(2.) How the gospel is described. It is salvation, a great salvation; so great salvation that no other salvation can compare with it; so great that none can fully express, no, nor yet conceive, how great it is. It is a great salvation that the gospel discovers, for it discovers a great Saviour, one who has manifested God to be reconciled to our nature, and reconcilable to our persons; it shows how we may be saved from so great sin and so great misery, and be restored to so great holiness and so great happiness.
The gospel discovers to us a great sanctifier, to qualify us for salvation and to bring us to the Saviour. The gospel unfolds a great and excellent dispensation of grace, a new covenant; the great charter-deed and instrument is settled and secured to all those who come into the bond of the covenant.
(3.) How sinning against the gospel is described: it is declared to be a neglect of this great salvation; it is a contempt put upon the saving grace of God in Christ, making light of it, not caring for it, not thinking it worth their while to acquaint themselves with it, not regarding either the worth of gospel grace or their own want of it and undone state without it; not using their endeavours to discern the truth of it, and assent to it, nor to discern the goodness of it, so as to approve of it, or apply it to themselves. In these things they discover a plain neglect of this great salvation.
Let us all take heed that we be not found among those wicked wretched sinners who neglect the grace of the gospel.
I was reminded of Qn 2 in Heidelberg Catechism
How many things are necessary for thee to know, that thou, enjoying this comfort, mayest live and die happily?
Answer: Three; (a) the first, how great my sins and miseries are; (b) the second, how I may be delivered from all my sins and miseries; (c) the third, how I shall express my gratitude to God for such deliverance. (d)
Father, help us in our love to you and daily walk with Christ, to love you with our whole heart, mind, soul and strength, less we fall into sin and the hardening of our hearts due to the deceitfulness of sin.
by Yayah on January 2, 2013
But for me it is good to be near God; I have made the Lord God my refuge, that i may tell of all Your works. ~Psalm 73:28
As we look forward to the new year, may our heart’s desire is to know Him more, to love Him more, to be near Him and so we may declare all wonderful works of Him.
We received much from Him for the purpose of glorifying His name and to share His love to the people.
Welcome, year 2013!
by Yayah on December 21, 2012
Wives, submit to your husbands as to the Lord. For the husband is the head of the wife as Christ is the head of the church, his body, of which he is the Savior. Now as the church submits to Christ, so also wives should submit to their husbands in everything. Ephesians 5:22-24
Husbands, love your wives, just as Christ loved the church and gave himself up for her to make her holy, cleansing her by the washing with water through the word, and to present her to himself as a radiant church, without stain or wrinkle or any other blemish, but holy and blameless. Ephesians 5:25-27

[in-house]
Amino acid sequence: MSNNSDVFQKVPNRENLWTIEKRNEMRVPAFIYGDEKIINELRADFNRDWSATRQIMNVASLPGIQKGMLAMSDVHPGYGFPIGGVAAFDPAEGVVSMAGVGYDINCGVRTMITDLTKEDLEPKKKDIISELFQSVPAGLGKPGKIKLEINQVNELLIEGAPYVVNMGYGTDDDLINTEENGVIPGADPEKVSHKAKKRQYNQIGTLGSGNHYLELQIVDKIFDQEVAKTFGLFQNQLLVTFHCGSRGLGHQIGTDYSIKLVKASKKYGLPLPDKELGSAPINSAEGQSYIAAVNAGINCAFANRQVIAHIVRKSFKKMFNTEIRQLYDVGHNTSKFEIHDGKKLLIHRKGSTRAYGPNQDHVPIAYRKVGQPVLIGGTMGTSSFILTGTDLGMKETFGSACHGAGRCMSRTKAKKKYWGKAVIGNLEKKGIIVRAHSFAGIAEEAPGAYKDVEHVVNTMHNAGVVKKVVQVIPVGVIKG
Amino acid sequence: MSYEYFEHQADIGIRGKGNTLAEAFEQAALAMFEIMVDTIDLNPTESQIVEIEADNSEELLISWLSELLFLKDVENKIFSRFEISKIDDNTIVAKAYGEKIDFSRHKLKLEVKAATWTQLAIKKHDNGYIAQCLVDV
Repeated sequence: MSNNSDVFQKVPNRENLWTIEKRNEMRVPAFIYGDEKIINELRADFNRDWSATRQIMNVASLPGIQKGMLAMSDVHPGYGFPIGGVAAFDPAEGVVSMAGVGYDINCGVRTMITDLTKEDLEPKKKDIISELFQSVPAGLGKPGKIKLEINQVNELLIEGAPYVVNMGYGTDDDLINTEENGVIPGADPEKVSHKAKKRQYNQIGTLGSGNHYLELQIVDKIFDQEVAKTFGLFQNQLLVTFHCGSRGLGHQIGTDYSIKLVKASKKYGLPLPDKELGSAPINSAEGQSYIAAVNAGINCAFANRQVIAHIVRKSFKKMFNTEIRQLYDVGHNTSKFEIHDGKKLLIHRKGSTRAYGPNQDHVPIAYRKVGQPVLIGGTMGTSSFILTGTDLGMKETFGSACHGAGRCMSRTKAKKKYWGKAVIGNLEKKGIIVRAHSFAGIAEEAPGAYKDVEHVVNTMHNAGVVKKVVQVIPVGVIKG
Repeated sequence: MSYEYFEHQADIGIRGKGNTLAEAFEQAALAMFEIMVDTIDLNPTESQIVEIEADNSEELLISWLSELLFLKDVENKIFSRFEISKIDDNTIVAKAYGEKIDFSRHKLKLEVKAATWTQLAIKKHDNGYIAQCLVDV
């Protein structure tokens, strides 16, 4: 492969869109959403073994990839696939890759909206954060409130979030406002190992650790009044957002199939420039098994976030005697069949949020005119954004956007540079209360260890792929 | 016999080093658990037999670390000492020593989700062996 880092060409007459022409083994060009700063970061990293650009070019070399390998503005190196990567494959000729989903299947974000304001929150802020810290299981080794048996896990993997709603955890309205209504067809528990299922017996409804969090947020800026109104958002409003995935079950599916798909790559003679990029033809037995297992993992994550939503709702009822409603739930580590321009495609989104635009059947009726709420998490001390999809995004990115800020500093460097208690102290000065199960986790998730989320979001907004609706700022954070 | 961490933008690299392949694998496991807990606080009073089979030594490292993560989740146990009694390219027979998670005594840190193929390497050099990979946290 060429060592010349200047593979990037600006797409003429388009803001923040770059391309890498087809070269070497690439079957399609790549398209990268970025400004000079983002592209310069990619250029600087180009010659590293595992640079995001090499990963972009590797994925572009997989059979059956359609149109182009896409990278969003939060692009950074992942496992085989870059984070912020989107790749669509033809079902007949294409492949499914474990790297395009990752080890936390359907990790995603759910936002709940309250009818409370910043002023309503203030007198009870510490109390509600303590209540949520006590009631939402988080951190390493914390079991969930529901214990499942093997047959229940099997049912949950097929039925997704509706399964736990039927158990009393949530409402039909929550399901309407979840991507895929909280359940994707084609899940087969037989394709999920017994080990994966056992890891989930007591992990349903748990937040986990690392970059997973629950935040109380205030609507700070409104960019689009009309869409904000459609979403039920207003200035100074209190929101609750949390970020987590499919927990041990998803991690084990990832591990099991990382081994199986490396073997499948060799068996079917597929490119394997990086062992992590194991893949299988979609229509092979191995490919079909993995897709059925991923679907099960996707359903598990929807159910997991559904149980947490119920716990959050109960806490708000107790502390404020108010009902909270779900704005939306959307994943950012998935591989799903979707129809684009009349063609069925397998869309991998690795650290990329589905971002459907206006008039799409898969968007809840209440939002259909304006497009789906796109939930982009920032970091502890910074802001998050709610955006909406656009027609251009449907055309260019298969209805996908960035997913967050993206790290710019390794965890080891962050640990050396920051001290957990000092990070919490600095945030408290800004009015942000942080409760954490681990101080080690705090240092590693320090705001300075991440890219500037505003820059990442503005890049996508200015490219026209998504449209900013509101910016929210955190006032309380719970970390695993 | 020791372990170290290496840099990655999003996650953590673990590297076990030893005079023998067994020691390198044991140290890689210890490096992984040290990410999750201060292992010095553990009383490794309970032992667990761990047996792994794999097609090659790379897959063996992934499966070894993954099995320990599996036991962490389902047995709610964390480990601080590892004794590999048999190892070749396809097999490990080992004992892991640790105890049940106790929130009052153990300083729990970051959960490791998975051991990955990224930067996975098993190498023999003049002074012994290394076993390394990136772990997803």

This is the perfect picture of marriage. It can be happen only when God is in the picture, the Head of the family who helps us to submit to one another. Wife submit to her husband, not in few things but in everything and husband to love his wife not in half hearted but with his whole heart to gave himself for her. How wonderful our marriage would be when each one of us able to obey this Word.
1. Share about God with our partner
2. Giving thanks always unto The Lord (v. 20)
3. Be filled with the spirit (v.18)
4. Read the bible and sing and make music in your heart to the Lord (v. 19)
Let us build our marriage with our whole heart, my dear.
by Yayah on December 13, 2012
The joy of God has gone through the poverty of the manger and the agony of the cross, that is why it is invincible, irrefutable. (Bonhoeffer, 1942)
There is nothing in this world, in pain, in death, in sickness, in suffering, in poverty would able to kill the eternal joy that comes from the Redeemer.
Dear Lord, enable us to live in uncertainty of the future, stay with the pain, open our eyes to accept suffering because we know that You are there, in the midst of it and You reigns.
“Blessed are the poor in spirit,
for theirs is the kingdom of heaven.
Blessed are they who mourn,
for they shall be comforted.
Blessed are the meek,
for they shall inherit the earth.
Blessed are they who hunger and thirst for righteousness,
for they shall be satisfied.
Blessed are the merciful,
for they shall obtain mercy.
Blessed are the pure of heart,
for they shall see God.
Blessed are the peacemakers,
for they shall be called children of God.
Blessed are they who are persecuted for the sake of righteousness,
for theirs is the kingdom of heaven.”
by wee on December 12, 2012
by Yayah on December 11, 2012
“Don’t you forget, there are places in this world that aren’t made out of stone (prison). That there’s something inside that they (people) can’t get to, that they can’ t touch. That is yours (inmates). It calls HOPE.” – Andy Dufresne in Shawshank Redemption
Fear can hold you prisoner, hope can set you free.
This is an uplifting and inspiring message from the movie. I was amazed how hope can make you go beyond what you have, keeps you strong and vibrant in the midst of limitation as a prisoner.
As a Christian, hope enables us to stand firm in the midst of suffering and uncertainty in this world. The hope in Christ will set your eyes to eternity and be strong in trials. Hope keeps you alive and hope brings joy.
For in this hope we were saved. But hope that is seen is no hope at all. Who hopes for what he already has? But if we hope for what we do not yet have, we wait for it patiently.
Romans 12:12 - Be joyful in hope, patient in affliction, faithful in prayer.